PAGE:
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Restring classical guitar to practice in Gaspar Sanz's tuning?

Hi folks!  I'm contemplating learning baroque guitar.  I played classical guitar many years ago, and still have it, but have been working on (modern) mandolin for the last couple years.  Cut my nails for that, so I'm all in ;-)  I started ukelele a few weeks ago, as a cheap proxy (found out that uke == single-strung Renaissance guitar, fun!) and to learn campanella style. 


I've been thinking about restringing five courses of my classical guitar to Gaspar Sanz's tuning, single-strung.  I want to practice with that tuning for a while first, before I open up my wallet again (got a nice custom mandolin earlier this year) for a real baroque guitar.  Would that be at all worthwhile?  If so, what strings should I use?  It's not a fancy guitar and it's pretty heavy, so I think it could take just about any tensions.  I was even thinking of buying trebles and downtuning, but is there a better way?

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It will feel very different, but I believe it would give you an approximate idea. While the sound is not going to be exactly as in the baroque guitar, Campanelas are going to be much better... many things that look like an arpeggio are actually a scale passage and you will notice by stringing the guitar that way.

If I were going to do that, I would use the normal e and g strings for the high d and a strings. Maybe a medium/low tension nylon G for the A and a high/medium nylon for the d to keep in all strings more or less the same tension as before . This way, you will have five nylon strings on your guitar. In any case, less tension will be safer.

Good luck.

Thanks for your reply!  I might have been wrong by calling this "Sanz's tuning" -- I meant the tuning that Monica Hall in her essay "The Stringing of the Five-Course Guitar" lists first and calls the "re-entrant tuning."  Anyway, it looks like you knew what I meant, so thanks :-)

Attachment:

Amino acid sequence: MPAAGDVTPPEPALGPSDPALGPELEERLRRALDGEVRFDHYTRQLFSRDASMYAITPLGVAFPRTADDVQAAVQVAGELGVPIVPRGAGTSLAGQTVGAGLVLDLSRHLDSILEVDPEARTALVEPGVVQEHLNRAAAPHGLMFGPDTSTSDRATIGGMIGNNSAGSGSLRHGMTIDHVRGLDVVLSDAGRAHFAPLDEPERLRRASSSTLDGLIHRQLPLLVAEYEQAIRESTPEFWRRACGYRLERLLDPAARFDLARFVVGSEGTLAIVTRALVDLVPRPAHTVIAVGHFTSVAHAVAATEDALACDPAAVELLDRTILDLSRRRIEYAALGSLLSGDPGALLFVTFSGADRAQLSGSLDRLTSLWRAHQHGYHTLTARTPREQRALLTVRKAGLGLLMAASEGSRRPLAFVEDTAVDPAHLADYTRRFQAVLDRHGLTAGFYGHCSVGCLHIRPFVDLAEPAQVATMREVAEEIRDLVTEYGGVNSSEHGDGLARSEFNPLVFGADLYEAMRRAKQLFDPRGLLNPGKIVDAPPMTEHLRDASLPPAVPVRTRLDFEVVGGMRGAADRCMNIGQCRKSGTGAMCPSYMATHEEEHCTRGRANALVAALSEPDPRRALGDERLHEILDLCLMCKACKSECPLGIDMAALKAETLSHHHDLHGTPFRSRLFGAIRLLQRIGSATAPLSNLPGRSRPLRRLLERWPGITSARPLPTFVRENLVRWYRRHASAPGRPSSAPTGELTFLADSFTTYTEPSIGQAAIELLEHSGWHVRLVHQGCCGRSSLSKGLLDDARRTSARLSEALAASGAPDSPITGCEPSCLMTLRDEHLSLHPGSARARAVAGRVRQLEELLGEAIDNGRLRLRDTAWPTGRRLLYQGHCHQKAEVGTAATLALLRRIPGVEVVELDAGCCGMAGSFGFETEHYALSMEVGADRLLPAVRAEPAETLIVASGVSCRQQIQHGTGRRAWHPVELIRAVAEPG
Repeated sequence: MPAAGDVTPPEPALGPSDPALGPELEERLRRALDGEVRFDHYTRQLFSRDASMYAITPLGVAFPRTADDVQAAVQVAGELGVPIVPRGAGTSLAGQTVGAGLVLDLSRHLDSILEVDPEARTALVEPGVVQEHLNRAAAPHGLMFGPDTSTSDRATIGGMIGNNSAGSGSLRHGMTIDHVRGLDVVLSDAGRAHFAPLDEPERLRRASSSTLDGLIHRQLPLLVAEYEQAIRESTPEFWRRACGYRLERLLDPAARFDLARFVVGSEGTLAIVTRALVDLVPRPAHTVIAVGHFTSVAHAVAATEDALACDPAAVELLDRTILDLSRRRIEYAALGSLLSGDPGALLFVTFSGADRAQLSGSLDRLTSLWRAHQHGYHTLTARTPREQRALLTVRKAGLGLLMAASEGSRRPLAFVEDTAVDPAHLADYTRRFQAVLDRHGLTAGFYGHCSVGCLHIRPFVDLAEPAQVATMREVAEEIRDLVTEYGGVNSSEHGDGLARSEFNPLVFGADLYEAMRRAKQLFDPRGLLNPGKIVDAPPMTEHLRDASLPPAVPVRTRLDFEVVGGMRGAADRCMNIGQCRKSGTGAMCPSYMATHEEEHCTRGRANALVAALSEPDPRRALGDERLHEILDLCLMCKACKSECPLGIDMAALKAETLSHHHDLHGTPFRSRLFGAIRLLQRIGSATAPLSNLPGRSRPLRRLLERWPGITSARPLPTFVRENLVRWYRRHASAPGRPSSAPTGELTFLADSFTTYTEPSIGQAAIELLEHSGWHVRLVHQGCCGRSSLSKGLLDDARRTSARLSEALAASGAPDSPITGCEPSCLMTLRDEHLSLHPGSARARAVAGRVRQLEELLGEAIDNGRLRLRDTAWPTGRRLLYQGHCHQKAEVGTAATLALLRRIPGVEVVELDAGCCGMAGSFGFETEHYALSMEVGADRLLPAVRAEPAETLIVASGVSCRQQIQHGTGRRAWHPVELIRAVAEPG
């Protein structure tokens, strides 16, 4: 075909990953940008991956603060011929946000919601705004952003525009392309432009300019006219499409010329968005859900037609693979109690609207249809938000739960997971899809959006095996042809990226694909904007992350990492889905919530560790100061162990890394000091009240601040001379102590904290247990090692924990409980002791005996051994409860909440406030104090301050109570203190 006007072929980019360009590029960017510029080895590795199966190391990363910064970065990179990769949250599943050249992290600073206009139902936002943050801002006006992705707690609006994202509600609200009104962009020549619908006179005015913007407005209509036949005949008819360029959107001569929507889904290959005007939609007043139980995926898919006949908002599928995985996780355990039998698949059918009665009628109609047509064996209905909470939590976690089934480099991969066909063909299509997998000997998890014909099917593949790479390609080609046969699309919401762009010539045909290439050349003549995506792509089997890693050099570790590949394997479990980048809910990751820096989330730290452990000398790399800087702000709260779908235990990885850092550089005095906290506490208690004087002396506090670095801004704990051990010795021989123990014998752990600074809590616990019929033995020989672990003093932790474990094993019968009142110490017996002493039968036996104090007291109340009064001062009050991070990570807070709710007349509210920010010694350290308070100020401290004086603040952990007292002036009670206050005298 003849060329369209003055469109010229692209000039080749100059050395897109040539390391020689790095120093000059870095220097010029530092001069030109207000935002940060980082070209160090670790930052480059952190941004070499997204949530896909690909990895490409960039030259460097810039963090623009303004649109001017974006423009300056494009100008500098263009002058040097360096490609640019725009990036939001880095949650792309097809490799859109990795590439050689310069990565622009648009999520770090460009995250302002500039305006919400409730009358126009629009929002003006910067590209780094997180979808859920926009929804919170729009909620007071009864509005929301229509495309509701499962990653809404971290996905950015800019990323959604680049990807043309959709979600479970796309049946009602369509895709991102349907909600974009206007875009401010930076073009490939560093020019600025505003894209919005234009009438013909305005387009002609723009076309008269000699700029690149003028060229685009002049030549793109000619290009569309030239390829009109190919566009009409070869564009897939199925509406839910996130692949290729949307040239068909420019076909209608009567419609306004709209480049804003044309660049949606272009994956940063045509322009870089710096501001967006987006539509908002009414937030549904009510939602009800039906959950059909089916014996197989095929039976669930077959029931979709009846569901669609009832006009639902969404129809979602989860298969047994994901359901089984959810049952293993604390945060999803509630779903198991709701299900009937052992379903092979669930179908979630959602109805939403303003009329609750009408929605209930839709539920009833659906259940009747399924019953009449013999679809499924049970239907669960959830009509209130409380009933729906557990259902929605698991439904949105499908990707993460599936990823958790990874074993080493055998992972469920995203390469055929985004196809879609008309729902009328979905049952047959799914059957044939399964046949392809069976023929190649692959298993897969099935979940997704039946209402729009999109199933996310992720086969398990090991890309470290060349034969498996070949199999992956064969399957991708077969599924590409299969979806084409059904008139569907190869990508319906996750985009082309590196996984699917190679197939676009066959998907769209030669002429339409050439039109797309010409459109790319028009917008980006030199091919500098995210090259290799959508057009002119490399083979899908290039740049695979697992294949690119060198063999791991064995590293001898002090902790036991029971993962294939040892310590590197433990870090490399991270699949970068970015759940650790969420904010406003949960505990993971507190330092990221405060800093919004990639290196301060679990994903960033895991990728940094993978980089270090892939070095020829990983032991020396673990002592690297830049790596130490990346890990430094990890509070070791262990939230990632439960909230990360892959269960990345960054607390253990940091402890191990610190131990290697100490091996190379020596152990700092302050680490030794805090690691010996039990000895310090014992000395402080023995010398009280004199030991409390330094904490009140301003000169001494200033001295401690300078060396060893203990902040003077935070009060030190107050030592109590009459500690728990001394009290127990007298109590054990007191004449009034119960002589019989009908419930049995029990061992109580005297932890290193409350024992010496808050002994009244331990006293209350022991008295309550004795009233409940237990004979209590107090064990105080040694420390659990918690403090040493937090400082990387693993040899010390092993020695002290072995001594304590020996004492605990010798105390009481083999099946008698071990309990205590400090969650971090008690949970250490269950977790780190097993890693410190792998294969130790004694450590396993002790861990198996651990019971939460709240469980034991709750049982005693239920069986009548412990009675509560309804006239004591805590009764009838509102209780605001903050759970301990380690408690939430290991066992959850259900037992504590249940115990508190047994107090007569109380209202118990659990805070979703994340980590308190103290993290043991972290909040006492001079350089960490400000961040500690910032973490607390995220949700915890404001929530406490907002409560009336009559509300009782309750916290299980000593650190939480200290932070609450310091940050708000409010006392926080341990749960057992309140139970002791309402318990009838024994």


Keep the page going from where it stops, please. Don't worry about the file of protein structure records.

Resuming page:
Thanks also for explaining about the tensions.  It should feel a lot better to match them up by using a lower tension for the A (tuned up) and a higher tension for the d (tuned down).  I play mandolin and would never change those steel strings without eye protection, so I can appreciate the value of safety :-) 

Do you have a recommendation for a brand of strings?  I like the uke's Aquila nylgut so I was thinking of getting the classical guitar version of those.

I'm excited to try this out!  I know it won't sound the same, but at least it will get me playing that old guitar again.  It needs new strings anyway ;-)

I had a large supply of leftover trebles in two different tensions, so I tried it out last night.  Unfortunately  the bridge (cheap plastic) was cracked and didn't take the tension.  I'll have to improvise a bridge until I can get a new one.  No worries, though!

I improvised a bridge out of cardboard.  It works well enough to play.  I sight-read some Sanz off his original tabs.  Figured out that they were upside down and that "x" mean 10 (found it next to a 9).  Fun times :-)  Thanks all!

I did the same thing about a year ago, while i was waiting for my baroque guitar to be built. The above observations are spot on. the notes will be right, so that is a plus, but it doesn't sound or feel like a baroque guitar. but its a quick easy way to play while you wait for the luthier to finish your guitar

I'm glad I'm not _completely_ insane ;-)  I improvised a bridge out of a piece of cardboard.  It somehow works but I'll need a better improvised bridge, perhaps a piece of wood or plastic.  I can definitely hear that a real baroque guitar would sound better -- the body is expecting bass but getting treble ;-)  but it's a way to try out the tuning.  Thanks!

This guy actually bore holes and added strings to make some of the courses double.  

http://www.donaldsauter.com/baroque-guitar-conversion.htm

Thanks for the tip!  I'm not at all handy with power tools, but I might ask a local luthier to help out. 

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